Science and religion are often portrayed as monolithic entities in perpetual and necessary conflict. We explore the extent to which perceptions of conflict or compatibility between science and religion are content dependent and are associated with participants’ own religious or non-religious social identities. In doing so, we develop a novel Science and Religion Conflict/Compatibility Scale. Across three studies (n = 1,506), we consistently find group differences between atheists, agnostics or other non-religious individuals, and religious individuals. Religious individuals reported the highest levels of compatibility and atheists the highest levels of conflict between science and religion. Additionally, perceptions of conflict between science and religion were divided into two distinct content areas. The first included items concerning big-picture explanations, such as understanding the origins of human life. The second content area formed around items that describe interactions between humans and the world, such as treating mental illness. We conclude that research examining perceptions of conflict between science and religion needs to adopt a more nuanced approach, that takes into account individuals’ identities and the context in which the relationship between science and religion is discussed.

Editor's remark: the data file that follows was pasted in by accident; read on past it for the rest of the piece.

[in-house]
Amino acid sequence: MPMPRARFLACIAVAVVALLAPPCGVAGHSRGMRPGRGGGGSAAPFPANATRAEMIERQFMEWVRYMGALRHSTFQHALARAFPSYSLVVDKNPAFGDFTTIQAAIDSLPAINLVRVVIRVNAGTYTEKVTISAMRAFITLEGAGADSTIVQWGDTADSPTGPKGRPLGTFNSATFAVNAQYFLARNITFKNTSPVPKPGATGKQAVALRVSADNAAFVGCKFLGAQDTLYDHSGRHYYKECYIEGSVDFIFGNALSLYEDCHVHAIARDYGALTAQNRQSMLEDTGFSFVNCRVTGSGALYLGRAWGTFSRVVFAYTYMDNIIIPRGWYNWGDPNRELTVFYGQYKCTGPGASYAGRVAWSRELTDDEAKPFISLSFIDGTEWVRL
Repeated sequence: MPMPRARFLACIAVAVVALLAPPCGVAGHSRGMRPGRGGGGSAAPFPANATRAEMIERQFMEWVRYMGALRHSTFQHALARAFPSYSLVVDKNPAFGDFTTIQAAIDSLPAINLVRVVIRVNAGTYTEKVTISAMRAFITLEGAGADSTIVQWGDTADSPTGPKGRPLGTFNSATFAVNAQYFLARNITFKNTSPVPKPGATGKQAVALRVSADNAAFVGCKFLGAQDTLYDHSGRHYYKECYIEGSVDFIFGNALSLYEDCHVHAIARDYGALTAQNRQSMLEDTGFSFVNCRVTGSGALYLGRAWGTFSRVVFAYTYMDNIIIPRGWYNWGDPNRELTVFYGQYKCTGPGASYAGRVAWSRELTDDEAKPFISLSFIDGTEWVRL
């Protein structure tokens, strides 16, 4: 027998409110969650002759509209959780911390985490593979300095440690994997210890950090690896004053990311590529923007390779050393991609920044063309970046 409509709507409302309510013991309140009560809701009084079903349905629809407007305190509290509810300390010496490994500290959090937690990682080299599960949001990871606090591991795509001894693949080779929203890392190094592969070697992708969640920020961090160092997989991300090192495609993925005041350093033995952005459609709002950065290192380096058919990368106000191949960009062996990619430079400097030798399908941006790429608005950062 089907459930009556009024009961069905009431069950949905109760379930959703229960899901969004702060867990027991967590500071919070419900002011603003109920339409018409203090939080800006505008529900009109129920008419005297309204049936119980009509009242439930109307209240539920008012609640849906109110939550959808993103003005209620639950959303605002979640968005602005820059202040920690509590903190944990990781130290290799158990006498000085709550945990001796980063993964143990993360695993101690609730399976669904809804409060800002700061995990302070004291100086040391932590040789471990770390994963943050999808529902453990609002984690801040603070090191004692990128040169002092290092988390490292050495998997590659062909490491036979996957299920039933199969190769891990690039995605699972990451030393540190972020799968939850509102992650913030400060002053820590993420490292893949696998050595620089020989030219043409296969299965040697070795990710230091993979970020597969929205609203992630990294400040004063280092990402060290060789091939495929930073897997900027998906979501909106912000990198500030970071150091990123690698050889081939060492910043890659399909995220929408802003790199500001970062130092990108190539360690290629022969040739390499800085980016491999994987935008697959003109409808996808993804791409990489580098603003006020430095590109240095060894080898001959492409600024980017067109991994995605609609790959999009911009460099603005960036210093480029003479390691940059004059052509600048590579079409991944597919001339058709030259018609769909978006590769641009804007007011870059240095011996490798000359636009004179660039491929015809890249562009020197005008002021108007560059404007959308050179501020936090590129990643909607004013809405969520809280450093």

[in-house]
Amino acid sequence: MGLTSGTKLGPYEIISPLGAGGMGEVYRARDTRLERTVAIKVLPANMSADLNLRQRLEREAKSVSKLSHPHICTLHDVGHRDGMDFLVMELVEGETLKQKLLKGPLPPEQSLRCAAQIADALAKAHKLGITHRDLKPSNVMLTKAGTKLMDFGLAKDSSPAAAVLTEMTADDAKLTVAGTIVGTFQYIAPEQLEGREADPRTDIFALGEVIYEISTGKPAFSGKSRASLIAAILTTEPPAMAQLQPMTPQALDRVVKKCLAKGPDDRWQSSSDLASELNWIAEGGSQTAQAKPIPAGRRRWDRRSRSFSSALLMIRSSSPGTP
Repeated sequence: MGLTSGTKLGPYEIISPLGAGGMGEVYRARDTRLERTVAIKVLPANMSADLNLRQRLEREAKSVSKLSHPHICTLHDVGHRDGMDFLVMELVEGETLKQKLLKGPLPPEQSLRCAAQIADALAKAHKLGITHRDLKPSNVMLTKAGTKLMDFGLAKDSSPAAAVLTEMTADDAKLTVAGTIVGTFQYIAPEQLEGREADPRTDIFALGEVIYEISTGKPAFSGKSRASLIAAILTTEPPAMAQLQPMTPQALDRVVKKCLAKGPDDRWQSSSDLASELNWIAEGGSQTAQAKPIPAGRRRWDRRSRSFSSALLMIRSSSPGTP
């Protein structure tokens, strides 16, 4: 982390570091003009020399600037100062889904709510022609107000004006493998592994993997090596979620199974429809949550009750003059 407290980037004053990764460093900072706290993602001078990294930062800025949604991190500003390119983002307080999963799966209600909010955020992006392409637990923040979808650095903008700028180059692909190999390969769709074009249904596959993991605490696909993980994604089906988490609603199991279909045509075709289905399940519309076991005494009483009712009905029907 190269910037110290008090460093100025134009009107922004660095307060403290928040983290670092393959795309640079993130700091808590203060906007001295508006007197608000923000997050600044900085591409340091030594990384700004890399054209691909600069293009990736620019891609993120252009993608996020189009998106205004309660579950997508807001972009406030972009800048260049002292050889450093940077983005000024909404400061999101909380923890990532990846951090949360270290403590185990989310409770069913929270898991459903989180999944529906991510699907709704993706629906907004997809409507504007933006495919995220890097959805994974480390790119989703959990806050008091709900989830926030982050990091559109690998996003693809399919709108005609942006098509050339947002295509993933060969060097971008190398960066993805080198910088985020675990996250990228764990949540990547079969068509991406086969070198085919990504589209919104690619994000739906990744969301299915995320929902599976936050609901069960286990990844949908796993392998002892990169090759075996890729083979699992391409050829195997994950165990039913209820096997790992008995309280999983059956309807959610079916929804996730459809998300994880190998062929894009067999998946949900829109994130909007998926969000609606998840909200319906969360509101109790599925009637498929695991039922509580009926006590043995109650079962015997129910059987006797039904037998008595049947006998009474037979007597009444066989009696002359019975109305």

|Journal||The International Journal for the Psychology of Religion|
|Early online date||10 Dec 2021|
|Publication status||E-pub ahead of print - 10 Dec 2021|